So, the major way I counteract that is I run a media organization committed to producing content that I can be proud of. Blah blah blah I'm cocky, I know. But that's the main way I handle my natural inclination toward being critical.
What a culture minimally needs in order to be truth-friendly is an evaluative environment where its inhabitants can assess the truth or falsity of claims primarily according to their semantic content. That’s not possible in politics.
Yet when you've got an epistemic environment organized around political victory as its highest good, the devaluing of truth is ensured.
In such a system, claims aren't accepted on the basis of their truth status but rather on the basis of their usefulness to the political cause.
I’ve been thinking about the Portland event yesterday. The one being “documented" by the thirstiest people in new media. The one serving up delicious Patreon bait. The one offering itself as a propagandizable atrocity exhibition—a “shape-as-you-wish” template for partisan rancor.
My conclusion, as someone who occupies a portion of the new media space, and as someone who tries hard to be guided by argument and evidence rather than tribal commitments, is that there are more bad actors in new media than I previously thought possible. And they're multiplying.
The main reason for this is simple. It pays to be a hyperpartisan goon. The masses clamor for their antecedently held views to be fed back to them, and they are willing to pay—in money and follows—for that sweet, sweet supply.
The NBA is a competitive market, with agreed-upon success conditions (team success brings higher revenue), whereas the US is a liberal society, which in addition to success conditions (economic growth, intl. educational rank, etc.) has institutional constraints to strive for.
Some of these institutional constraints include matters like distributive fairness, equality under the law, etc. Even if doing so is not "efficient," we should make sure that members of races have equal access to, say, police security.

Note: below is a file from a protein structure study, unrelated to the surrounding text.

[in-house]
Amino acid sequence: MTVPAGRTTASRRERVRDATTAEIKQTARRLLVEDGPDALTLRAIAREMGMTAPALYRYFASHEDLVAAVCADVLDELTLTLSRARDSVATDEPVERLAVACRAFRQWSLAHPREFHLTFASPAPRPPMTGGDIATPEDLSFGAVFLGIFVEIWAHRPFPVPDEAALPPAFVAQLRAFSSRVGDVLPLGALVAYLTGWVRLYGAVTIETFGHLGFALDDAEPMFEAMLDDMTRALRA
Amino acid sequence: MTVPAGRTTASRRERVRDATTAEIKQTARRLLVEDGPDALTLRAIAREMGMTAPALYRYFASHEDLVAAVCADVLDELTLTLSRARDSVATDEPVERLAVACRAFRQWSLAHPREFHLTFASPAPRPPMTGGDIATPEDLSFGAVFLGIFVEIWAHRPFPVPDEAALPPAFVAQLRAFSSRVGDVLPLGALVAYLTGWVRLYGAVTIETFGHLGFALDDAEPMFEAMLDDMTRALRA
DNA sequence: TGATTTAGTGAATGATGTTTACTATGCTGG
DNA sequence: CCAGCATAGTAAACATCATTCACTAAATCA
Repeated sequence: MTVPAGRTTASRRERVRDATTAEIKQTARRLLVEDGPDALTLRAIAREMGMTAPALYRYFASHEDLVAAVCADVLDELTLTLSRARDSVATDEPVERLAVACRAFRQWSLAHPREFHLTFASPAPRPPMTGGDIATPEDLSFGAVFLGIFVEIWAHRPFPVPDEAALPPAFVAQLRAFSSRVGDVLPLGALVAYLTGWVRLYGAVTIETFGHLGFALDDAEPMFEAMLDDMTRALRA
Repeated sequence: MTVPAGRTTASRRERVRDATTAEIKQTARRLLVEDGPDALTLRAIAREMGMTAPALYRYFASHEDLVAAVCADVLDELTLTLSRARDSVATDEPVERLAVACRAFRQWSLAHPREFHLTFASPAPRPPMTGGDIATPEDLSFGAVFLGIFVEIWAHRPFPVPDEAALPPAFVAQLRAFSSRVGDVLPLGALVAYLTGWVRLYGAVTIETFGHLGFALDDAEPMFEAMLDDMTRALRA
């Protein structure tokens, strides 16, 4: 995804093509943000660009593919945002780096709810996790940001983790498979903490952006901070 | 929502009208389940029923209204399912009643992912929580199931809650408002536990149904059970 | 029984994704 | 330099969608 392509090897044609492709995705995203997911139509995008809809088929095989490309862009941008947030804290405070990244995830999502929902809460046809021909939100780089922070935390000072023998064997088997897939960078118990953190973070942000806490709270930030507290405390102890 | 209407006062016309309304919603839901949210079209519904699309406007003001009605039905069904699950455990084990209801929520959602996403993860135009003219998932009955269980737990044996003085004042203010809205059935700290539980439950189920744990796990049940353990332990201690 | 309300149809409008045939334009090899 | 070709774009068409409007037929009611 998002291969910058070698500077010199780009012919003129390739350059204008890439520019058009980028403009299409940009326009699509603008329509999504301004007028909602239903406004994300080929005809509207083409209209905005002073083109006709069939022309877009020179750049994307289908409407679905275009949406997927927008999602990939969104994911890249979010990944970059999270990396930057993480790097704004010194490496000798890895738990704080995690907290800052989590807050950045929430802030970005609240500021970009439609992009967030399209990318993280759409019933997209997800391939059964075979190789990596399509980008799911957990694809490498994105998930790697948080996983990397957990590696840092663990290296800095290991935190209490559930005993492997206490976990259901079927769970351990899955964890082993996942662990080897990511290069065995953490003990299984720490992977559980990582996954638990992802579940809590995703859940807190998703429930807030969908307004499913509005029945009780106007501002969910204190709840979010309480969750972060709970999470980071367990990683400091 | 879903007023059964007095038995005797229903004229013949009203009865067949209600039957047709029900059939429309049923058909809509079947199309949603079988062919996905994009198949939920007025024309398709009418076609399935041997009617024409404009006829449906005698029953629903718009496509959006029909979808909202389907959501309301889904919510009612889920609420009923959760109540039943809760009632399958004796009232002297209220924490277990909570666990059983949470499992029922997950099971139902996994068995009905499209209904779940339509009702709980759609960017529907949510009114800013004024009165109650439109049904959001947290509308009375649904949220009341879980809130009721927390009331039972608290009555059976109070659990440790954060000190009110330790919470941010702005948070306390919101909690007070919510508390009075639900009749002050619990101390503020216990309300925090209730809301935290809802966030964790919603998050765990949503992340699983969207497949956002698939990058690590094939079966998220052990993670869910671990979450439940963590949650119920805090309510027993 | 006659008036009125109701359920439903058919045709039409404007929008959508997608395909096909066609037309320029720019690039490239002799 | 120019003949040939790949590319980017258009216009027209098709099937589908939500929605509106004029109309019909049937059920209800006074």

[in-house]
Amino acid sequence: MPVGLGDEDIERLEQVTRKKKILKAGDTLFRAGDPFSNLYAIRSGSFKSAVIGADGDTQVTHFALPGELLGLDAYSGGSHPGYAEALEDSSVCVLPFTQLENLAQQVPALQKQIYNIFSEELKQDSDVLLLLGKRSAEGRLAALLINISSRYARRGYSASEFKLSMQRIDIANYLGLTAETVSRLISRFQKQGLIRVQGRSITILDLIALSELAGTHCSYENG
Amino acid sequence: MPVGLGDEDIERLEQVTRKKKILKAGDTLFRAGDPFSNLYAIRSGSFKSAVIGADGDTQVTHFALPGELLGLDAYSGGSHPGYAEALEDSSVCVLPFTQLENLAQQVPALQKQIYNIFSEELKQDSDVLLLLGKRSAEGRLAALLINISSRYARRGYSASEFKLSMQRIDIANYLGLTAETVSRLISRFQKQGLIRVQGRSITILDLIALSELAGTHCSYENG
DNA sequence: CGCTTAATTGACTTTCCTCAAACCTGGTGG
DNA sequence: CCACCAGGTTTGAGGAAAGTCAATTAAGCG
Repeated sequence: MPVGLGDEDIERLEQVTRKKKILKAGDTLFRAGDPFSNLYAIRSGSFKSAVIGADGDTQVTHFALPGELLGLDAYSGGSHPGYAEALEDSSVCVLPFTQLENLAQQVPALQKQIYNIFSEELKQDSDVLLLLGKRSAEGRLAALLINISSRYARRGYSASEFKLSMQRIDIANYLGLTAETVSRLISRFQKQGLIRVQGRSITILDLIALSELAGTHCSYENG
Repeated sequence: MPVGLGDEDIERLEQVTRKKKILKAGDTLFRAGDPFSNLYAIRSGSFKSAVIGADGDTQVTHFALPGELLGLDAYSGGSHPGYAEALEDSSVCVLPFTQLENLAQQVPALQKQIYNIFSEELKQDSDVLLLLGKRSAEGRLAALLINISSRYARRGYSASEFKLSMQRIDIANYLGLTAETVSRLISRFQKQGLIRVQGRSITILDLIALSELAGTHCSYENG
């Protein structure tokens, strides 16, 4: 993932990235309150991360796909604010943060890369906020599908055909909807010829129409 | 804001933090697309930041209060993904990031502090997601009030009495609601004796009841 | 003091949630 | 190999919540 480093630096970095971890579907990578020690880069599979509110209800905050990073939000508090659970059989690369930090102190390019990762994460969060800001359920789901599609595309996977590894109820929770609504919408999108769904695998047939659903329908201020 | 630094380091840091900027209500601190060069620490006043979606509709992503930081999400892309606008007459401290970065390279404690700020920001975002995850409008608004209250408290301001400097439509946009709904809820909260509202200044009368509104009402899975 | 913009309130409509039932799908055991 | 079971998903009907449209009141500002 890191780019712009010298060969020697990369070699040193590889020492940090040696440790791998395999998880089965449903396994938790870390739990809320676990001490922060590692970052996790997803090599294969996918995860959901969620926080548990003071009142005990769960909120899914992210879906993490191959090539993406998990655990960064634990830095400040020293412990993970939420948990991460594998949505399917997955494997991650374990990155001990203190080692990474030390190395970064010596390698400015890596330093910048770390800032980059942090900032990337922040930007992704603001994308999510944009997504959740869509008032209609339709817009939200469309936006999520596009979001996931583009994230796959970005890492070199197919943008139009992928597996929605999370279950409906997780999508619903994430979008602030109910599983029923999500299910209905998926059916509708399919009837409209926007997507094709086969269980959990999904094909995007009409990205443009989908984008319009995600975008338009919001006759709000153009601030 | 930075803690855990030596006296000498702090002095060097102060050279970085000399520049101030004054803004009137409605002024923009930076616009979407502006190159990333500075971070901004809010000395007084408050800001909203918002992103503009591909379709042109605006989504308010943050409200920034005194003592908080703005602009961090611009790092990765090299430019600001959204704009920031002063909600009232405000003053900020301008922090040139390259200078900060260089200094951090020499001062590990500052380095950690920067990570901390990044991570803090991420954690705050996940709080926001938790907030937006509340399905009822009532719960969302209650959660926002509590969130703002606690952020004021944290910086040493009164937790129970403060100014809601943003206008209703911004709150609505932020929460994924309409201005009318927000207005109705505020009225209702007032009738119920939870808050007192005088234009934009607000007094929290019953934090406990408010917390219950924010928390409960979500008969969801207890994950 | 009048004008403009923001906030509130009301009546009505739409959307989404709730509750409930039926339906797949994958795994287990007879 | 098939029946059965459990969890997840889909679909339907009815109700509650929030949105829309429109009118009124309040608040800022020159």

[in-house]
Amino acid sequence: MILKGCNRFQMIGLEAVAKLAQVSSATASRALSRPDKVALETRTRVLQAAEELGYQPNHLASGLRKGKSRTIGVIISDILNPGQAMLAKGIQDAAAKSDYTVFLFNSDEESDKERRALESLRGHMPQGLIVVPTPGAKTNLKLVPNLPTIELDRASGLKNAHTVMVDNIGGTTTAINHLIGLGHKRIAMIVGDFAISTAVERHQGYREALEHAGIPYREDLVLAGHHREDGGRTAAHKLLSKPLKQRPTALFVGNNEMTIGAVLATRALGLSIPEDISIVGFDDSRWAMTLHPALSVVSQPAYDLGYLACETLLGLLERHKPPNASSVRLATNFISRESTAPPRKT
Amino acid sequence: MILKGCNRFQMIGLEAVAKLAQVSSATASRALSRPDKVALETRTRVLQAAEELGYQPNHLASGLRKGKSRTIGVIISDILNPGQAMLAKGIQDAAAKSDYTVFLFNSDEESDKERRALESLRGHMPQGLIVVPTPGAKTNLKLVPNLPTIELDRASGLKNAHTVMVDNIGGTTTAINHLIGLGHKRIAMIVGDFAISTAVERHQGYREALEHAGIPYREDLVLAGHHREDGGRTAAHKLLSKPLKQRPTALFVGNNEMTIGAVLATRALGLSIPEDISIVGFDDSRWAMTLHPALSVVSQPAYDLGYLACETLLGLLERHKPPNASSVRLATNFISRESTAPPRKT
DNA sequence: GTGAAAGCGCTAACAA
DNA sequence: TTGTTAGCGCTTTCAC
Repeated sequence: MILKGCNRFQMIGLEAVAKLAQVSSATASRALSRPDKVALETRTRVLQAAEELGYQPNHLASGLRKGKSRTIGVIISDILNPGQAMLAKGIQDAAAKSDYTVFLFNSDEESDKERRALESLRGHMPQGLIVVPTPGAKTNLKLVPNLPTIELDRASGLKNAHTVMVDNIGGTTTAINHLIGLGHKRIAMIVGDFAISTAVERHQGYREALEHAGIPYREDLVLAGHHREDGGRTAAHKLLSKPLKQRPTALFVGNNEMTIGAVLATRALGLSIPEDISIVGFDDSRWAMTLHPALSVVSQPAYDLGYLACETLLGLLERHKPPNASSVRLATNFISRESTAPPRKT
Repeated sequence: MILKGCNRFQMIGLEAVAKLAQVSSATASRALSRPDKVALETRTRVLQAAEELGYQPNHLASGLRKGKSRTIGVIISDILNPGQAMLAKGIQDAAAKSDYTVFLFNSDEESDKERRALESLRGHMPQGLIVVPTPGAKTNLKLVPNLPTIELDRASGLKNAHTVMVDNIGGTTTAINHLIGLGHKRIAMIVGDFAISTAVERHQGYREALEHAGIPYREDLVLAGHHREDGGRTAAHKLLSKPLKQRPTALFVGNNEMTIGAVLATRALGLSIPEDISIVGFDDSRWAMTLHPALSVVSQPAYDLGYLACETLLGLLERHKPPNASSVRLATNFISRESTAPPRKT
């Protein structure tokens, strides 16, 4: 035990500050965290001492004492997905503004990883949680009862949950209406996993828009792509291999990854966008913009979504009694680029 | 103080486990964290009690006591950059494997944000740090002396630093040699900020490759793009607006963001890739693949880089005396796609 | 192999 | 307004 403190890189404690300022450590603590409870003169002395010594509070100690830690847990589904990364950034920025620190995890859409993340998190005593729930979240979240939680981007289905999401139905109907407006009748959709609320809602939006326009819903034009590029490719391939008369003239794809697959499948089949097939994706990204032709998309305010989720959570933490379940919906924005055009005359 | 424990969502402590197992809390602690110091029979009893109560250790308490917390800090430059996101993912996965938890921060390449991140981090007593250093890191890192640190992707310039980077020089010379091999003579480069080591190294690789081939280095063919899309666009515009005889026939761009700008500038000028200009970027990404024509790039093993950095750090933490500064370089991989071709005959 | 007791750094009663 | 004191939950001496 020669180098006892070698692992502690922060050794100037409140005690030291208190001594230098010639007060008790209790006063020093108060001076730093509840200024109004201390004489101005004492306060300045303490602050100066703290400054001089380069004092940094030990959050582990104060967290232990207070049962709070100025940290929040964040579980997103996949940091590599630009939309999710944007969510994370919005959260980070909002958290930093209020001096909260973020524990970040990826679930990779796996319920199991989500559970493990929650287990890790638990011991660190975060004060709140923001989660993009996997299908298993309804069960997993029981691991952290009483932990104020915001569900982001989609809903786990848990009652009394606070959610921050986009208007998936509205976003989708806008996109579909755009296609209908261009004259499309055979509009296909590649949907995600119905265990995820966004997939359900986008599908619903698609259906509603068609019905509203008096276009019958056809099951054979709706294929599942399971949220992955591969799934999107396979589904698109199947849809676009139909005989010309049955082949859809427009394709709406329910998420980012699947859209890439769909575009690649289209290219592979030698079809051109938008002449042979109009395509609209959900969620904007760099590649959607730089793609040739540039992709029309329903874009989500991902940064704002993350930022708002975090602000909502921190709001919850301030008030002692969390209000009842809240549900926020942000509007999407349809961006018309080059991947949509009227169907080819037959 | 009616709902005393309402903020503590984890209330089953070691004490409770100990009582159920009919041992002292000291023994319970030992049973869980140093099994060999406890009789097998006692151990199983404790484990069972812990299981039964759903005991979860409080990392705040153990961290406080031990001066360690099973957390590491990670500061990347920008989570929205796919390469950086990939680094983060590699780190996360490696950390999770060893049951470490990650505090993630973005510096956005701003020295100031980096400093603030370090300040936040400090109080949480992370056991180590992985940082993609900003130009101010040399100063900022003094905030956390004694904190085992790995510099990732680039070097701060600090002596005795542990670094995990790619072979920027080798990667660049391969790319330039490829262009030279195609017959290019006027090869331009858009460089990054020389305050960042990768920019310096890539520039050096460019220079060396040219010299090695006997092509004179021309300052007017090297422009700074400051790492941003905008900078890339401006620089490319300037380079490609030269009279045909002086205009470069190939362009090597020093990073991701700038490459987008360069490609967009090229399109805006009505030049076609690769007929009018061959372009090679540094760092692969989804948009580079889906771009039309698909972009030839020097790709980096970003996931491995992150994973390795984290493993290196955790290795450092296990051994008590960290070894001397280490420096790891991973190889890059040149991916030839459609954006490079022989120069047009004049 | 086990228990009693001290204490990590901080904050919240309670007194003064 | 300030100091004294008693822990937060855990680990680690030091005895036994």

Social contract theory is a political-philosophical framework, rather than an in-person negotiating event, and so doesn't require an actual contract. I didn’t say anything about the Founders, nor about any classical liberals in U.S. history.
Think of it as the norms, de jure and de facto, that if overturned would turn America into something else. For example, we could not ditch democracy and remain America (even though, historically, America has been rapaciously undemocratic).
My argument is that from this point on we cannot understand our guiding ideals to be race- or ethnicity-privileging.
Came across two descriptions of nationalism, from two liberal columnists, and I wanted to highlight a key difference. I’m extremely not a nationalist, but my antennae are up when we're characterizing mainstream views and positions we’re already predisposed to strongly detest.
The first is from @zackbeauchamp. In a piece that I think gets a lot right, and is a far fairer treatment than some corners are suggesting, I think Beauchamp mischaracterizes nationalism in a worrisome way. vox.com/2019/7/17/2069…
@zackbeauchamp Beauchamp repeatedly makes the point that a high-minded nationalism always mutates, when it gets activated at the political level, into rank racism and ethnohierarchism. The sort of views Trump displayed in his recent tweets targeting the four progressive congresswomen.